It seems that with each passing year, there comes a point in time when we will inevitably find the young and beautiful, Keira Knightly, in yet another period drama. It also seems like every period drama these days, whether it features Knightly or not, feels the need to disassociate itself from the conventions of the past and assert itself as fresh, with a unique twist on the genre. This is particularly challenging when the story is one we’ve seen a number of times prior. The true story of Georgina, Duchess of Devonshire, as told by director, Saul Dibb, in THE DUCHESS, is one where a young girl of “modest” heritage is married off to an esteemed Duke for a price. Her duty is to serve his grace and provide to him a male heir. As a woman, she is nothing more than a decorative commodity and should she not be able to fulfill her wifely promises, then she is essentially useless. Dibb is smart about it though. With the point already made before the film even begins, he chooses to focus instead on the reality of this kind of imprisonment – what it feels like for a girl beneath her binding bodice.

Knightly carries the weight of this film on her shoulders while carrying the weight of the wigs on her head with poise and prominence. Her big brown eyes go from playful to shy to distraught and defeated. When we first meet her, she is free and seemingly unaware of the heavier world outside of her backyard games. Before long though, she is face to face with adulthood. This particular face belongs to Ralph Fiennes as the Duke of Devonshire. It is here that Dibb steps in to add another layer to the played out trajectory. With an age difference that is only matched in vastness by the distance between them, the Duke undresses his Duchess and asks why women’s clothing must be so complicated. There is no better occasion for small talk than before two practical strangers go to bed for the first time. Knightly, trying desperately to hide her nervousness, replies with to the obviously rhetorical question though, claiming that this is the only way for women to express themselves in the times they live in. It is clear she is not sure that a reply is necessary or even allowed but it is also clear that she speaks to ensure that she is seen, that her person is present. Her clothing falls to the floor and the imprints of her corset can still be seen on the smooth of her back.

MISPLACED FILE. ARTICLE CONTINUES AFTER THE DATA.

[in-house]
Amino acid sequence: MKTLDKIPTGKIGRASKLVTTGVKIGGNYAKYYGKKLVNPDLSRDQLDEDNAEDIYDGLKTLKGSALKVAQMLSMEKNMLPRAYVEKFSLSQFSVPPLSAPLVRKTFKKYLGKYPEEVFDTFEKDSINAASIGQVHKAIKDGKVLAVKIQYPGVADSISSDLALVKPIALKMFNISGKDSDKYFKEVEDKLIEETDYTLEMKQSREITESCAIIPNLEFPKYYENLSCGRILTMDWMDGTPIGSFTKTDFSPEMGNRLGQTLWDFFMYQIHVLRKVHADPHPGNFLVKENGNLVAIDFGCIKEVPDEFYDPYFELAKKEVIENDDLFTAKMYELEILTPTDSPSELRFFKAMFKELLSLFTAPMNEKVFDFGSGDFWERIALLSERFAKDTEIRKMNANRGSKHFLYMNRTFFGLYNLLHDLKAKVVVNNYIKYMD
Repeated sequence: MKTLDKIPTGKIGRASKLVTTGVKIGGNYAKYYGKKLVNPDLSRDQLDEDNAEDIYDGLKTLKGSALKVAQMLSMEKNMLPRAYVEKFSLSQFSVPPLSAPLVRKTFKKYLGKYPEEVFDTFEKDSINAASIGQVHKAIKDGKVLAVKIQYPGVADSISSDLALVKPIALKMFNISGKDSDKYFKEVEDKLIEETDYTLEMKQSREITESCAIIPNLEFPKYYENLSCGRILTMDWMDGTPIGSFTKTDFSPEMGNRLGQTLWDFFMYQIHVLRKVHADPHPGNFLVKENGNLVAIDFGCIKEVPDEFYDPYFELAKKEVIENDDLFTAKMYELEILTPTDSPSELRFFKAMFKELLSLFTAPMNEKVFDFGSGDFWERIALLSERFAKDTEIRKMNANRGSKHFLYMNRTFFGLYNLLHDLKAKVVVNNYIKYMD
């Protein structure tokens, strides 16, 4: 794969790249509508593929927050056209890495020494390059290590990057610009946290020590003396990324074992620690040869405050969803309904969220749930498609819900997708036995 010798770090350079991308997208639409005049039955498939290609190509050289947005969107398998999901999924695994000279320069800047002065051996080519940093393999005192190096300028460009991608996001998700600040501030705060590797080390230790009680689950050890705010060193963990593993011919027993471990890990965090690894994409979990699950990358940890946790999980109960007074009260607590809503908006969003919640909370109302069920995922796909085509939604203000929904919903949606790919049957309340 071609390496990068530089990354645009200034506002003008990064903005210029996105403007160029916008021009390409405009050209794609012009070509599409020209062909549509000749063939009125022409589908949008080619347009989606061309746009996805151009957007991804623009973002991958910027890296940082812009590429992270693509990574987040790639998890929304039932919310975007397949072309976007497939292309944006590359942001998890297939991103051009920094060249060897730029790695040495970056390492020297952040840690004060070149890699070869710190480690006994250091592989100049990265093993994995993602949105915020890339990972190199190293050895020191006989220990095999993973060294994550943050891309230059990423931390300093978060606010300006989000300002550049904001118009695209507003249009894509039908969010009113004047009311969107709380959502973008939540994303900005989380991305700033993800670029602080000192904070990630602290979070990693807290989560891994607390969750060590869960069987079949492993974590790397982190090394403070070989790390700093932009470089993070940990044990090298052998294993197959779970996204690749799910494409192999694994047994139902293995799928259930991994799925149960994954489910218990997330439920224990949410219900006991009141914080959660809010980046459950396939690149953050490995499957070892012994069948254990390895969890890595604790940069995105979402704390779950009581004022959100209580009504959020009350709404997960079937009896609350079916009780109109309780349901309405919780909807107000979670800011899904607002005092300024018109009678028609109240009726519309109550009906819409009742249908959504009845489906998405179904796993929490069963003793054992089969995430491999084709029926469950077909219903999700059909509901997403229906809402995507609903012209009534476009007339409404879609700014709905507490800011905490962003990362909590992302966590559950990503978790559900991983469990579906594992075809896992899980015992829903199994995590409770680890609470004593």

Dibb follows this form of unexpected intimacy and insight with commentary about celebrity and how little the adoring public truly knows about their icons. The Duchess of Devonshire, or at least the one in THE DUCHESS, was an immense influence on her people. Her presence at events guaranteed crowds while her fashion determined the trends. Even her association with particular people could sway public and political opinion. She embodied grace and extravagance while remaining humble and the public ate it up. In their eyes, her life was perfect but those who traveled in closer circles knew better. They knew that there was little love between the Duke and Duchess and increased strain as she was not able to provide a male heir. Even they didn’t know just how bad it was though. The wait staff on the other hand could have made millions on a tell-all. Like Stephen Frears’ THE QUEEN, Dibb shows us what goes on on both sides of the castle gates, highlighting the drastic disconnect between the two close worlds. The Duchess was made to make many horrific choices and concessions that would have broken many a lesser person. What makes them so harrowing in the context of the film is the plainness with which they are expected by the Duke and subsequently accepted by all involved.

THE DUCHESS is shocking on many levels. It is shocking how harsh it is underneath its polished finish and how new this old tale feels. It is shocking how well Knightly can hold her pain and her own. And it is shocking how little value and worth was once afforded the women of the world. But it is perhaps most shocking that the manner in which women were once seen as a male possession, with purpose and function that only serves the male agenda, still exists today, no matter how you dress it up.

Saturday, September 27, 2008

Carlos Tevez Wallpapers

Carlos Tevez ImageCarlos Tevez Image

Carlos Tevez PictureCarlos Tevez Picture

Carlos Tevez & Sir Alex FergusonCarlos Tevez & Sir Alex Ferguson

Carlos Tevez Best PosterCarlos Tevez Best Poster

Carlos Tevez WallpaperCarlos Tevez Wallpaper

Carlos Tevez PictureCarlos Tevez Picture

Carlos Tevez Wallpapers

Carlos Tevez ImageCarlos Tevez Image

Carlos Tevez PictureCarlos Tevez Picture

Carlos Tevez & Sir Alex FergusonCarlos Tevez & Sir Alex Ferguson

Carlos Tevez Best PosterCarlos Tevez Best Poster

Carlos Tevez WallpaperCarlos Tevez Wallpaper

Carlos Tevez PictureCarlos Tevez Picture

Alexander Pato

Alexander Pato WallpaperAlexander Pato Wallpaper

Alexander Pato AC MilanAlexander Pato AC Milan

Alexander Pato for BrazilAlexander Pato for Brazil